19. Adding Fish to Your Pond

No pond would be complete without the addition of fish. Not only do they provide a dash of color under the water, but they add to the enjoyment of your pond and quickly become beloved pets. Fish and scavengers also play an important role in ecological balance, and control of insects and algae in the pond.

Great care should be taken when selecting any pond fish and a reputable, responsible dealer is a must. All fish should be held in advanced quarantine systems with state-of-the-art filtration for at least two weeks. During this period all fish should be treated for disease and damage to fins and bodies that may have resulted from shipping.

Quarantined fish should be fed high quality foods then the fullest and the most robust are transferred to smaller outdoor ponds for observation. Once they appear disease-free, they are offered for sale. Observe them carefully for soundness and overall health at the dealer, and watch them carefully once you take them to your pond. Awareness of their normal appearance and behavior combined with good nutrition and good water quality will keep your fish healthy and happy for many, many years. AquaLife Complete will help maintain good water quality when adding your first fish and as you add new ones to your pond.

Add them to your pond during the active part of the season, spring and summer. Your fish will have plenty of time to acclimate and become conditioned for the winter months when they are not feeding.

If you’re adding fish and other livestock to a new pond, make certain the water is free of chlorine. Chlorine is deadly to all fish! ALWAYS add DeChlorit before adding livestock to a new pond and after cleaning and topping up evaporated water.


Koi are one of the best fish for the conventional garden pond. These graceful beauties are very colorful and easily tamed. Nothing compares to the pleasure of hand feeding these wonderful pets. These magnificent fish can grow to lengths of 36″. This massive size is rarely seen in home ponds, but 24″ is not unusual. Start with small domestic or imported Koi in relation to the size of your pond. Additionally, large numbers of Koi require heavily filtered ponds designed from the start to support Koi. (See the Solution 4 on filtration.)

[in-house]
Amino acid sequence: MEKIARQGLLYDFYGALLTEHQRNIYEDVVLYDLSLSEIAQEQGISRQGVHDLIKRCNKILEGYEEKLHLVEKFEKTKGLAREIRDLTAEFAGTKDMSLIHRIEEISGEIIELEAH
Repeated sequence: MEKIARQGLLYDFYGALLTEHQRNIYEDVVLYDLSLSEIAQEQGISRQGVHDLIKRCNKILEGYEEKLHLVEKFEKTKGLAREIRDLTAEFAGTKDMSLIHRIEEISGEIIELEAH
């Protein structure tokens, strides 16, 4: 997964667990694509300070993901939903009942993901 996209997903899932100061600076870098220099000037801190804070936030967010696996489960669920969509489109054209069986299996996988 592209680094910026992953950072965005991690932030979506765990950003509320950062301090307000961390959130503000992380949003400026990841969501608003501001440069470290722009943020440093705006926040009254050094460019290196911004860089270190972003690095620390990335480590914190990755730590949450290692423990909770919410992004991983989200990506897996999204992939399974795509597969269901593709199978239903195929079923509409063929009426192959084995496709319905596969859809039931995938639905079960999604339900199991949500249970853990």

Koi are true scavengers and, with the larger-sized Koi, they can uproot and eat plants. If your Koi are eating leaves and stems, protective netting may be necessary to keep them away from oxygenating plants and lilies. Digging and rooting in the plants also stirs up a good deal of silt. A deep layer of heavy gravel in pots helps reduce silt.


Shubunkins have the shape of traditional goldfish, but with shades of red, yellow, blue, orange, and black. They are graceful fish with lovely, long tails. Friendly and very hardy, these fish are great additions to the pond community.


Comets are a traditional fish who range in color from orange to bright red. Sarasa comets are bright red with splashes of white. All comets are extremely hardy and are great scavengers. They can live contentedly with other pond inhabitants for many years.


Fantails are hardy and have a slightly shorter body relative to total length and a very outstanding double tail. They range in color from solid orange to red with white and calico. They are slow swimmers and are very tame and friendly.

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